Wednesday, November 10, 2010

Tax Cut Timing is Proving Problematic for Democrats

From NY

When one party controls the White House and Congress, it controls the calendar for what gets done and when. So how is it that Democrats ended up in such a fix over what to do about the expiring Bush-era tax cuts?

That is what many Democrats are asking.

By dint of calculation and miscalculation, after mixed messages and missed signals, President Obama and Congressional Democratic leaders delayed debate until before the midterm elections. They dared Republicans to fight for extending the tax cuts for the rich and, in so doing, “hold hostage” those for the middle class. But it was Democrats who blinked as their ranks splintered in the heat of a worsening electoral climate, and they delayed any vote until after the elections.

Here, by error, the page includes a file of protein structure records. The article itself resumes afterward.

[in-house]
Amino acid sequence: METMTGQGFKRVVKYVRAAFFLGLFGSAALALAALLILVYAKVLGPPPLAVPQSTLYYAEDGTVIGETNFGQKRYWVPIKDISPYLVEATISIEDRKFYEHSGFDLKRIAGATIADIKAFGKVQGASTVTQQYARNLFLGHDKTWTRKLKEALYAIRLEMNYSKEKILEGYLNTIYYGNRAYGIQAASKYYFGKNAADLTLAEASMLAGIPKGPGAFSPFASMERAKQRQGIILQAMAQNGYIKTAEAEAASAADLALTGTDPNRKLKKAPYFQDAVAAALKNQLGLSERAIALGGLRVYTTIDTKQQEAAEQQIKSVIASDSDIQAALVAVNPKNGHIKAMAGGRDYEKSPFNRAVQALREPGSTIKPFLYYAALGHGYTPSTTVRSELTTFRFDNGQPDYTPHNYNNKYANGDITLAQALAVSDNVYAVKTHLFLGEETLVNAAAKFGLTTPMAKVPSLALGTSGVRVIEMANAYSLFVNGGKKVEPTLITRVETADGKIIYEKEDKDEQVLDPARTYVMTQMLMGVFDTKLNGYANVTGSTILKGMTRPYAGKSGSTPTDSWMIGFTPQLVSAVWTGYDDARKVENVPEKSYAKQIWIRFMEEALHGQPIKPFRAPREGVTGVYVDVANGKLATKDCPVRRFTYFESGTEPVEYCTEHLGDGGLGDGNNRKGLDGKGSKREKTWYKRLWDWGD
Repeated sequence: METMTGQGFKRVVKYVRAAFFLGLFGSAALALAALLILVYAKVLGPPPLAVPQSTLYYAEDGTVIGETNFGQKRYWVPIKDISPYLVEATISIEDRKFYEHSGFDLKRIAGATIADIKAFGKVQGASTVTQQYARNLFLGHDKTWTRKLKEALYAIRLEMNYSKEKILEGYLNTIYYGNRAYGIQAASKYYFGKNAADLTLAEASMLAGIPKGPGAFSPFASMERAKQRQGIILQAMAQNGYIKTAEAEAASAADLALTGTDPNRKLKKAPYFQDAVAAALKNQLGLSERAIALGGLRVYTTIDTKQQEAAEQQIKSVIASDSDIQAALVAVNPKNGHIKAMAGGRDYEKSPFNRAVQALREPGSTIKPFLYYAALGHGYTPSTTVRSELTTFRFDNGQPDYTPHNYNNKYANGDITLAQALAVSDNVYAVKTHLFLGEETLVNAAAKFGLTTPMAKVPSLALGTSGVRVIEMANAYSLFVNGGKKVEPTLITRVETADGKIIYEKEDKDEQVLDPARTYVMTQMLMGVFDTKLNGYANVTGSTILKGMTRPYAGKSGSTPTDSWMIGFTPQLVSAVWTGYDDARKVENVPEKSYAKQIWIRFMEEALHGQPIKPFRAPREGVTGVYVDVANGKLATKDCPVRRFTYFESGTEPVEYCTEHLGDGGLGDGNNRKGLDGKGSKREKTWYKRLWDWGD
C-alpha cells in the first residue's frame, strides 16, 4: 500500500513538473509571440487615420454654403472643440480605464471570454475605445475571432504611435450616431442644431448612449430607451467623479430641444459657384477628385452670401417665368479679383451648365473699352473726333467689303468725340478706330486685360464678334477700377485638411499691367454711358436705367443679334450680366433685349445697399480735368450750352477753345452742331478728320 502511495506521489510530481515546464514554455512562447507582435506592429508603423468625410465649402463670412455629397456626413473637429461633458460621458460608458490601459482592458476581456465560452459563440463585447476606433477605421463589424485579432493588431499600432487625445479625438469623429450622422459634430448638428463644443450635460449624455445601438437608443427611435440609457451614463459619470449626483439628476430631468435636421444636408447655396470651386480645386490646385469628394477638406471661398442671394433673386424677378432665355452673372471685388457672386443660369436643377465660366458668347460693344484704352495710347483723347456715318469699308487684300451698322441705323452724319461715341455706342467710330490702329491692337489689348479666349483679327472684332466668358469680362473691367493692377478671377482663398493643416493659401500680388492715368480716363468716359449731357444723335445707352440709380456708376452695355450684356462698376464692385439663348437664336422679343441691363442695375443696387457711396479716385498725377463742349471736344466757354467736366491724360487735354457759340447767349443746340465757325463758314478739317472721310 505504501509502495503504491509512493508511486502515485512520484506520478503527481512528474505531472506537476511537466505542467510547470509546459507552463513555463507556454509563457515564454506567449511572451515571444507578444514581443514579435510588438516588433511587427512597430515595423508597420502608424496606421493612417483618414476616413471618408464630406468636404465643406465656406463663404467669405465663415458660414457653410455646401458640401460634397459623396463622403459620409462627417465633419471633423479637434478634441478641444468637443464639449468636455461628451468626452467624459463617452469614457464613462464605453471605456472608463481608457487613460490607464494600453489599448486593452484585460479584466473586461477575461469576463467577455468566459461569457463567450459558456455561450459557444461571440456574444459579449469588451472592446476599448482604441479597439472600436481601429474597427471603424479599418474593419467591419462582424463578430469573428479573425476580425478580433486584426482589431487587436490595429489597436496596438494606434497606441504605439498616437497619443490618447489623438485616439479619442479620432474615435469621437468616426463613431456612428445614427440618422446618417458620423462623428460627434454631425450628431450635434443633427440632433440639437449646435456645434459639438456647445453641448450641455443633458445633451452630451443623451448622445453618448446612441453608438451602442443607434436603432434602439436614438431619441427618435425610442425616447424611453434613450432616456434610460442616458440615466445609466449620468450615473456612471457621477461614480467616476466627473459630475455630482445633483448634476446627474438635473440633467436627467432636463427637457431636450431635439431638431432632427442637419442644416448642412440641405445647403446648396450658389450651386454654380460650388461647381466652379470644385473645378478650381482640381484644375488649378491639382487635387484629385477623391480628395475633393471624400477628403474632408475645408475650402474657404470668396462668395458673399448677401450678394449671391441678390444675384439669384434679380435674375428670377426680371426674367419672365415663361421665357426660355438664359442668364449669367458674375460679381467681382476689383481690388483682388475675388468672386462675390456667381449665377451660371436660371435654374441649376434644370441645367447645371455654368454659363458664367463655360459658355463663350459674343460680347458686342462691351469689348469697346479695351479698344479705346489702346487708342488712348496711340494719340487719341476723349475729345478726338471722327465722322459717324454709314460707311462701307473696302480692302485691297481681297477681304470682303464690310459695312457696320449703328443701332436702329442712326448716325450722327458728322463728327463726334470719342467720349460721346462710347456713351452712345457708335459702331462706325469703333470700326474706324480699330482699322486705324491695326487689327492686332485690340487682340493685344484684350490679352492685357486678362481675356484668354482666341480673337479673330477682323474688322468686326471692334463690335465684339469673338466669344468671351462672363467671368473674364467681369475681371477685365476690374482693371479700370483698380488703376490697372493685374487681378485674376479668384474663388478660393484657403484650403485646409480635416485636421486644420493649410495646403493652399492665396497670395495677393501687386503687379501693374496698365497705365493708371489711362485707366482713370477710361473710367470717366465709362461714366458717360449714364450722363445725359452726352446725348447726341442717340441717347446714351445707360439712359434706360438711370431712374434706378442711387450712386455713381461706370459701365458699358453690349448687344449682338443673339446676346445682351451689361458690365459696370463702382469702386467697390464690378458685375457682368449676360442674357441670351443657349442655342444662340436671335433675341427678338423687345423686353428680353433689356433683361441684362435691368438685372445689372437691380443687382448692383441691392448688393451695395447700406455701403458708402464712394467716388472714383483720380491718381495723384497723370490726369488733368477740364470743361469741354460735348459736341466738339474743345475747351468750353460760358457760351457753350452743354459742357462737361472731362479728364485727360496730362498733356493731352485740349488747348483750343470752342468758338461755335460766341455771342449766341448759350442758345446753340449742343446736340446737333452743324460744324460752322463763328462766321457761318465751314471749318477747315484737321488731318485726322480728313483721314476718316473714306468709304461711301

Now, with the tax cuts due to expire Dec. 31, the debate finally commences next week in a lame-duck session, with Democrats weakened, Republicans emboldened by the election results and the tepid economy continuing to provide some argument against letting rates rise even for the highest income levels.

For every election since the Bush tax cuts became law in 2001 and 2003, a central plank of Democrats’ campaign platforms has been to repeal them for high-income brackets — to pay for other programs, like expanded health care, or to reduce budget deficits.

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